U.S. investigators who helped probe the deadly mall attack last September in the Kenyan capital, Nairobi, say the al-Shabab militants who launched the massacre likely died in the attack.
In a report posted Friday on the FBI’s website, legal attaché Dennis Brady said there is no evidence any of the attackers escaped the explosions and fire that caused parts of the four-story Westgate Mall to collapse.
Brady also said Kenyan investigators have recovered the charred remains of what they believe are three of the four gunmen, and that Kenyan police are in agreement with the FBI analysis. Four others suspected of aiding the gunmen are in custody.
The attaché also said any escape by al-Shabab attackers would have been publicly celebrated by the militant group, and that no such acknowledgement has occurred.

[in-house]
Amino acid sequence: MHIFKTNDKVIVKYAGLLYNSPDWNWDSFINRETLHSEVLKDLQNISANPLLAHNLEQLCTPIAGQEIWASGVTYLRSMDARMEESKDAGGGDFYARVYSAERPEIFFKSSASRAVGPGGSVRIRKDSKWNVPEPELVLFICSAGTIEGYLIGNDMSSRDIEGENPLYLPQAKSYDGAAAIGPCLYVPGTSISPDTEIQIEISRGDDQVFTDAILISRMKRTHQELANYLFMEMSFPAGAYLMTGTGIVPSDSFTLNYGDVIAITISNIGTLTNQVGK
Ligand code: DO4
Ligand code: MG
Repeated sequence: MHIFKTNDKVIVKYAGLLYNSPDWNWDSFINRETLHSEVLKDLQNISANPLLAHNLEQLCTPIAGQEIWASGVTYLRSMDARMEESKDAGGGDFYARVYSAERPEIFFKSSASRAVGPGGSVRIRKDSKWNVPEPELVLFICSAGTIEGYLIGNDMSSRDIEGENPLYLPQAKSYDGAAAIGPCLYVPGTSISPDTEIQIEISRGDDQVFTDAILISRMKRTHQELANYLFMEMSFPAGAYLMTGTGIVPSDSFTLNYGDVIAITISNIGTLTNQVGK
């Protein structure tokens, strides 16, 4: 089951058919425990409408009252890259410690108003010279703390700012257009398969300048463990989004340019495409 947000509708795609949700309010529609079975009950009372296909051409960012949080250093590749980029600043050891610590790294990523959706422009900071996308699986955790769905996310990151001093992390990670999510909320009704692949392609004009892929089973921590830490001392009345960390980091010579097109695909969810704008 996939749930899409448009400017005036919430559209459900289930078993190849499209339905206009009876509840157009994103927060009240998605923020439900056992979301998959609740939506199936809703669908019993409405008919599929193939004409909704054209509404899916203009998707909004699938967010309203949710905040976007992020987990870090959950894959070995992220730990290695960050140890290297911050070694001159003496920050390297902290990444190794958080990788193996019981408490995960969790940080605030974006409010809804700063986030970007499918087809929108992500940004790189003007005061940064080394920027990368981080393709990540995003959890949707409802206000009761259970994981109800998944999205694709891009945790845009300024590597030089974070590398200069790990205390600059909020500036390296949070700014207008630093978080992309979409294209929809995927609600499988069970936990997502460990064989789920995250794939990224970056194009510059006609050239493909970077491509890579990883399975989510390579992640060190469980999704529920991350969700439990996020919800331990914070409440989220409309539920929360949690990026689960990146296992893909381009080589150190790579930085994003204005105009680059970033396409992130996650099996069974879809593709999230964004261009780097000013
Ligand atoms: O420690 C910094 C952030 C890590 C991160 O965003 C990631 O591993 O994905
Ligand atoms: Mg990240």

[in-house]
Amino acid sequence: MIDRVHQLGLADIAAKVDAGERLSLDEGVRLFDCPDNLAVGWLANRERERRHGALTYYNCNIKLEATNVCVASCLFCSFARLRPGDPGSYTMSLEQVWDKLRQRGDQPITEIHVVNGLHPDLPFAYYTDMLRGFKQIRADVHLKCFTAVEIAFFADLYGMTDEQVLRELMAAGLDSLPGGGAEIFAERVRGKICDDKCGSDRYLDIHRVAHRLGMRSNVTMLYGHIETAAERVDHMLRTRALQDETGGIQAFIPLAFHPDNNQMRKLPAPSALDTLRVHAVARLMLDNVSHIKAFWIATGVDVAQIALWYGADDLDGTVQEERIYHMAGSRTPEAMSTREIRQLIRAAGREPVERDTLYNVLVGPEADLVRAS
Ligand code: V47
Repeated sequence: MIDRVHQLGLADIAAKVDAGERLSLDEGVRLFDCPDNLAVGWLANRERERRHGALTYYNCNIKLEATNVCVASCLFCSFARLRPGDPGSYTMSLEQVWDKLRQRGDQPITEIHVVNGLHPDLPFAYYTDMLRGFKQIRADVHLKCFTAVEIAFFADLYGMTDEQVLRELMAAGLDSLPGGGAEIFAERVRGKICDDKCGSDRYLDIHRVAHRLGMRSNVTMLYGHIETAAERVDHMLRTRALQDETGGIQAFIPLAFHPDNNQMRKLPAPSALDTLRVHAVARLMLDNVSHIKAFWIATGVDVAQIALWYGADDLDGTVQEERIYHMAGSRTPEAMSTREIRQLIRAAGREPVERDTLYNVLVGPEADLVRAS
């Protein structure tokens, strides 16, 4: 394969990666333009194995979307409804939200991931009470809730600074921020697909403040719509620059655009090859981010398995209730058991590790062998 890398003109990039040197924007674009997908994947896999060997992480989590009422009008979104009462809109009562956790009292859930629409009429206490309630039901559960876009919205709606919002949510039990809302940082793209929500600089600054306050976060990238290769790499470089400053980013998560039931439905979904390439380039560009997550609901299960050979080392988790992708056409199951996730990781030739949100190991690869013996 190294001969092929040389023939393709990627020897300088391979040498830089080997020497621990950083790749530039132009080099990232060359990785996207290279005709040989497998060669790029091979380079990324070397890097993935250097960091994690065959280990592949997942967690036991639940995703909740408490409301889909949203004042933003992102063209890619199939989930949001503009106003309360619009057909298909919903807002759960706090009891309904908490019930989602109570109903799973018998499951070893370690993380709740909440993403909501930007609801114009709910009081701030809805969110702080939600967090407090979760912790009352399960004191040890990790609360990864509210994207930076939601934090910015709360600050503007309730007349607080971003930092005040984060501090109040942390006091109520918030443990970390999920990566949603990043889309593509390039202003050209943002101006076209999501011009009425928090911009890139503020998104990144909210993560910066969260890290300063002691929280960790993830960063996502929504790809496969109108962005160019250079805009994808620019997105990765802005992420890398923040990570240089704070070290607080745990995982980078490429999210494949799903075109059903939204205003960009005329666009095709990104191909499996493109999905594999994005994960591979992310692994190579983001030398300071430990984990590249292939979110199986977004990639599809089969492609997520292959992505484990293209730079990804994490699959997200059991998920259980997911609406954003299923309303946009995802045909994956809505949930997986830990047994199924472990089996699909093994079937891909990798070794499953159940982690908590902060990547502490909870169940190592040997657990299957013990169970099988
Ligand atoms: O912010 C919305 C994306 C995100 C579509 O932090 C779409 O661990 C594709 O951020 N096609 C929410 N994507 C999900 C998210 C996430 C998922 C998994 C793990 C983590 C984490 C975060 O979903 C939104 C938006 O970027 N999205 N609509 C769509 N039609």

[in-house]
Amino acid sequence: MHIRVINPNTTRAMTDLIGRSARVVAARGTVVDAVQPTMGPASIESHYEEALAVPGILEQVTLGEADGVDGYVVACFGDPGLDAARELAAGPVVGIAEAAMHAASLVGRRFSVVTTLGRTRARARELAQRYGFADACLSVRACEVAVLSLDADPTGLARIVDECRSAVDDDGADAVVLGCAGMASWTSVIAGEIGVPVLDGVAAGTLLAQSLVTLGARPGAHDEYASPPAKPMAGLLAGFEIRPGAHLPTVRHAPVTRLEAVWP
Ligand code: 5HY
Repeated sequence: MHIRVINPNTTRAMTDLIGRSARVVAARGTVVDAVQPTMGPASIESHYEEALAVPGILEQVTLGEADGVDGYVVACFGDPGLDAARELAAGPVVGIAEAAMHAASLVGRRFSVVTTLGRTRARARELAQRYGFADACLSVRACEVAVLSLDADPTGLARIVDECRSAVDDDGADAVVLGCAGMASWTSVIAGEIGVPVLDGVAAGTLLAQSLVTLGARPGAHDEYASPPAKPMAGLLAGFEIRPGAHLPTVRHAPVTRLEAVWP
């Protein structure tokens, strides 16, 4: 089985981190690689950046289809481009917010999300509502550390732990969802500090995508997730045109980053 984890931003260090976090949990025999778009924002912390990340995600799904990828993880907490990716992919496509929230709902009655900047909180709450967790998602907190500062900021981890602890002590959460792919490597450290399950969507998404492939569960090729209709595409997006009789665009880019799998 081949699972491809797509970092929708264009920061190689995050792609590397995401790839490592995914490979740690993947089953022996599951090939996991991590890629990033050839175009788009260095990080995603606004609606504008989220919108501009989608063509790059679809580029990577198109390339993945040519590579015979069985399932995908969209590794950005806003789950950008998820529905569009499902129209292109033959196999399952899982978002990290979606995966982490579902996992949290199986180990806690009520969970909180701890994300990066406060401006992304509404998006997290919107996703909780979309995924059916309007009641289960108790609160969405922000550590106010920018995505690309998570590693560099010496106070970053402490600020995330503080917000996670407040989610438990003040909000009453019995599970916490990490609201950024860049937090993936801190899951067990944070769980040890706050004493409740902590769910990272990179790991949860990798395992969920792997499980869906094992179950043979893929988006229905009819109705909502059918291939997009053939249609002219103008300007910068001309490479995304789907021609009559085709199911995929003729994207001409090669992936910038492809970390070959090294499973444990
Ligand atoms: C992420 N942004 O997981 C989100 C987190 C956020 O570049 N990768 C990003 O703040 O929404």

The New York Police Department also probed the attack, and in a report last month suggested all four gunmen escaped. The Associated Press, however, quoted Linda Greenfield-Thomas, the top State Department official for Africa, as saying the New York critique, based largely on the analysis of public documents, does not reflect the U.S. government’s position.
Sixty-seven people died in the September 21 attack. Somalia-based al-Shabab militants quickly claimed responsibility and threatened to carry out other acts of violence against Kenya.
Kenya sent troops to Somalia more than two years ago to help battle al-Shabab, which has been fighting to turn Somalia into a strict Islamic state.
The rebel group has demanded the withdrawal of all Kenyan forces from Somalia.